Stepping outside a niche, or creating a new one?

Below are a few items from my heaping Delicious collection of bookmarks on topics that range beyond journalism to take in career and technological change, entrepreneurship and creativity. This is how this modest blog seems to be evolving as it approaches its first year.

I’ve learned from forward-thinking former colleagues and other journalists eager to redefine themselves and what they do that breaking free from our own little world is absolutely essential. It’s taken me some time to fully embrace this notion, and there have been times when I wanted to cling to the past and the heyday of a big, sprawling newsroom that gave me tremendous opportunities to shine.

Those memories and friendships will always endure, but I’ve been re-energized by new opportunities to learn and grow and contemplate work I never imagined. And not just because it might be a financial necessity.

Perhaps I’m breaking a sacrosanct rule of blogging by stepping outside my niche, but I like to think I’m fashioning a new one as I open the door to new ideas and experiences from people outside my cloistered profession:

The Day My Industry Died: “We were fortunate enough to have a software product under development, so that when the Web consulting industry disappeared, we still had money coming in. Because if you can survive the death of your industry, well, you can survive just about anything.”

The Leaner Baby Boomer Economy: “As a boomer herself, Wang, 60, feels her generation’s pain. ‘You don’t have 30 years to reinvent yourself.’ “

The New New Economy: ” ‘Involuntary entrepreneurship’ ” is now creating tens of thousands of small businesses and a huge market of contract and freelance labor. Many will take full-time jobs again once they become available, but many others will choose not to. The crisis may have turned our economy into small pieces, loosely joined, but it will be the collective action of millions of workers hungry for change that keeps it that way.”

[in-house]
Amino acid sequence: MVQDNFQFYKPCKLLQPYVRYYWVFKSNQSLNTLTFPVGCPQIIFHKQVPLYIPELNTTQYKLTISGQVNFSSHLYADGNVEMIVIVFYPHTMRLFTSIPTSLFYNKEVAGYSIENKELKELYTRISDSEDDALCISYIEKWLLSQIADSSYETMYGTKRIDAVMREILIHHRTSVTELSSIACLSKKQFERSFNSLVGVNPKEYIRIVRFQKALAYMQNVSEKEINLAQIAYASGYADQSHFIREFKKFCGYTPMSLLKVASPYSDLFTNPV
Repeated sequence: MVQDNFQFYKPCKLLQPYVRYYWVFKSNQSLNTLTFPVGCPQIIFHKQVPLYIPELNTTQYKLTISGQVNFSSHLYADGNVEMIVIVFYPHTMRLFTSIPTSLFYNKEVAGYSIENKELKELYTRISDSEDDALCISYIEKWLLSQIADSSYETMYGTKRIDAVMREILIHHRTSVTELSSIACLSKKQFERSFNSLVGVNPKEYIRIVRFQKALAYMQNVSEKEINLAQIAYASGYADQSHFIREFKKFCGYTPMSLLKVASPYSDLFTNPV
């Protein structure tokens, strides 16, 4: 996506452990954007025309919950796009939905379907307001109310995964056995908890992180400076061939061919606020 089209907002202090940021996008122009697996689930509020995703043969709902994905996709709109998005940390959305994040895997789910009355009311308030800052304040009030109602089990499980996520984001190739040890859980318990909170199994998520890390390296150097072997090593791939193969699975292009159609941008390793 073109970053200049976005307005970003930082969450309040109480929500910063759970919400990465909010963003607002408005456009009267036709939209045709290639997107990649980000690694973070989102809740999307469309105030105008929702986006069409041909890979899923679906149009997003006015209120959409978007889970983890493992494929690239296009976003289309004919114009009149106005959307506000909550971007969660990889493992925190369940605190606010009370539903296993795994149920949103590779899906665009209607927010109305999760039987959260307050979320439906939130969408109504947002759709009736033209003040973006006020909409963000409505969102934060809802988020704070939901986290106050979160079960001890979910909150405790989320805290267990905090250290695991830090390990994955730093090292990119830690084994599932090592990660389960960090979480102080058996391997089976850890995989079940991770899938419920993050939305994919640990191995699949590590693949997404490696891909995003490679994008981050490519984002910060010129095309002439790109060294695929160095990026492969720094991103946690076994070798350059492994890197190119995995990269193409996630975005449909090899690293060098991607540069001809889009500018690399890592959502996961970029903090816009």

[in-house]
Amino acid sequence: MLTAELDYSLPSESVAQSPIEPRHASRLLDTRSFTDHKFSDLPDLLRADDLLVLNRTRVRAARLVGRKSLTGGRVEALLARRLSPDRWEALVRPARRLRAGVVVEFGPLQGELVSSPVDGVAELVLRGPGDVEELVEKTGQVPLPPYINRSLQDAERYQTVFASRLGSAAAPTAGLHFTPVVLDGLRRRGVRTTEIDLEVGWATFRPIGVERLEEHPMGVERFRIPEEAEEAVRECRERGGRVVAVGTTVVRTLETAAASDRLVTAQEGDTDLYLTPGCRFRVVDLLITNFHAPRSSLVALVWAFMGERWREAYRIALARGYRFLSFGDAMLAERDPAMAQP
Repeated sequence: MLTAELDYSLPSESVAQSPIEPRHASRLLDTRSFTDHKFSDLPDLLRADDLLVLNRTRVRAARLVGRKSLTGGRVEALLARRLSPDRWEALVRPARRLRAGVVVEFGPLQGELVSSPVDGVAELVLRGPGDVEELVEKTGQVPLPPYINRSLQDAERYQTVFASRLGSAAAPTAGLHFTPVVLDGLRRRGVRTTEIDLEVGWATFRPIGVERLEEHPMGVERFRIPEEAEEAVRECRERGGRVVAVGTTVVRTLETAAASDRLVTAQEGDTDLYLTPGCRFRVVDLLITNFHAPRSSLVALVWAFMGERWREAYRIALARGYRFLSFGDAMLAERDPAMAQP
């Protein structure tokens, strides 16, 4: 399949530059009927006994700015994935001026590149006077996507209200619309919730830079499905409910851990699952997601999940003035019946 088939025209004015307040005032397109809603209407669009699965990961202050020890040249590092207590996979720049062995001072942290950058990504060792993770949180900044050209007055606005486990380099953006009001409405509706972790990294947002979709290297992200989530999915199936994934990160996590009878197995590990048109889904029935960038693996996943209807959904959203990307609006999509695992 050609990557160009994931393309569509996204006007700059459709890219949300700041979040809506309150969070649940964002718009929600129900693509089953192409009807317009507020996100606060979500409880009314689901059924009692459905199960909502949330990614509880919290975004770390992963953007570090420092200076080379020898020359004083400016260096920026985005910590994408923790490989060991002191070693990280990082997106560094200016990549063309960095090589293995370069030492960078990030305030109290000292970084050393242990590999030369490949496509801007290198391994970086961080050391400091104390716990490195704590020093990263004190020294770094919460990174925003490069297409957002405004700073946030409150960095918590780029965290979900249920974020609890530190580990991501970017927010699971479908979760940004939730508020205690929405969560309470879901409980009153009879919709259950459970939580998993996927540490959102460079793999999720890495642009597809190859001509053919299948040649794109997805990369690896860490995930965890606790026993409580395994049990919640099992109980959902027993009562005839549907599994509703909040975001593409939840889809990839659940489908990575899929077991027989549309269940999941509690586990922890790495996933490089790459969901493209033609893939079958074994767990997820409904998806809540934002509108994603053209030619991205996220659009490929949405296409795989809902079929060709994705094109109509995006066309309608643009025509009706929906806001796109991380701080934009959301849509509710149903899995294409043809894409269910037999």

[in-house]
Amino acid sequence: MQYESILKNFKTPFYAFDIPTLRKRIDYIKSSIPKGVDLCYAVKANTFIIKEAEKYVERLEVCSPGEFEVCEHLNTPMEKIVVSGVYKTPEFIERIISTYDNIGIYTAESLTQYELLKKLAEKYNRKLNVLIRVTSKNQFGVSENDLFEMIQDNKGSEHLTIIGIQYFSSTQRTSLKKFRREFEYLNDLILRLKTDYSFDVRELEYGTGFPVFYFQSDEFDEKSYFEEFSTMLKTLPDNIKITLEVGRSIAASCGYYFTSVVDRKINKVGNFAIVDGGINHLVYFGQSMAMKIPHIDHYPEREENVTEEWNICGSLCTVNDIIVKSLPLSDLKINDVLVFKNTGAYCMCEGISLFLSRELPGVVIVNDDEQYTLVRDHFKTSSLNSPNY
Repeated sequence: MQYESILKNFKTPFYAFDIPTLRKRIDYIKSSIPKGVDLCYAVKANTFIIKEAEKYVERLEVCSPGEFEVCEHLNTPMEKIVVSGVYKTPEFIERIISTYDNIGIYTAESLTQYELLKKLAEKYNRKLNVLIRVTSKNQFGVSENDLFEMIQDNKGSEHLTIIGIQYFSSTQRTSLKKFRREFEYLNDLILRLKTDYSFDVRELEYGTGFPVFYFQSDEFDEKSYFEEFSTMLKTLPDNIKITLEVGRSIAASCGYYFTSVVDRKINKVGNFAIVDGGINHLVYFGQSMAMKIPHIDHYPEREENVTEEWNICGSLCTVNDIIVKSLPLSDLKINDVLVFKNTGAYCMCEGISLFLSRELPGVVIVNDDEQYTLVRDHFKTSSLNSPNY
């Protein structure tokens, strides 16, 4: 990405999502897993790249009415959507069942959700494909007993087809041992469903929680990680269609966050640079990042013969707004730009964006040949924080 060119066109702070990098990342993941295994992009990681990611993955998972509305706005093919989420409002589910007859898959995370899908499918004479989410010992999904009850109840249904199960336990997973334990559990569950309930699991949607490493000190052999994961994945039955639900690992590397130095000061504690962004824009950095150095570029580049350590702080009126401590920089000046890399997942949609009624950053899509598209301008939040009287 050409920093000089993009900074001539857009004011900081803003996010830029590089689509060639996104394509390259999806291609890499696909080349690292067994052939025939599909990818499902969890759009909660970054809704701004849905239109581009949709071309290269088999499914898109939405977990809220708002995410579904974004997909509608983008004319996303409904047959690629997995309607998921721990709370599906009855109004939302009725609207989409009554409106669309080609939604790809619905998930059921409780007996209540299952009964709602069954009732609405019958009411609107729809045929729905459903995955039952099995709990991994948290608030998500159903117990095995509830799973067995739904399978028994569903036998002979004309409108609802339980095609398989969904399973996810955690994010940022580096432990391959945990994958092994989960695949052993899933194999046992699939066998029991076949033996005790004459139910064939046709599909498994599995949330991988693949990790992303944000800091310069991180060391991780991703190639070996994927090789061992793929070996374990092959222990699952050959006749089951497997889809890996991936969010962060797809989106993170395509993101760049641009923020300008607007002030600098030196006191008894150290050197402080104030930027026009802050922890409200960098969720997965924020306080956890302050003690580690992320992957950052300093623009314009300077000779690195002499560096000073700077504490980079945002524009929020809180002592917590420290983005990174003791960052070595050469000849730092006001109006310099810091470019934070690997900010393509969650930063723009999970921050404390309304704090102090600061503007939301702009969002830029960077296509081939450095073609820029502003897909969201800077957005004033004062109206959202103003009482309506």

The New, Faster Pace of Innovation: “Genius is born from a thousand failures. In each failed test, you learn something that helps you find something that will work. Constant, continuous, ubiquitous experimentation is the most important thing.” (via BBH Labs)

First, Break All the Rules. Then, Enforce Them: “My worry is that this shift in the thinking of the powerful cripples the creativity of the organizations that they oversee. The quest for creativity, freedom, and results seems to have become the exclusive domain of those climbing the ladder; once people get to the top, they only worry about staying there.”

Journalism was an adventure, but now it’s time to write: “He agrees that journalism was a different world now from when he entered it, perhaps the last generation to be able to enjoy that Scoop-style chaos and liberty. He will miss the excitement, he says, but he won’t miss the writing. ‘Journalism and writing are like methadone and heroine – they fill the same nerve receptors in your brain, but one of them is more powerful.’ And for him, it’s not journalism.” (via Mark Luckie)

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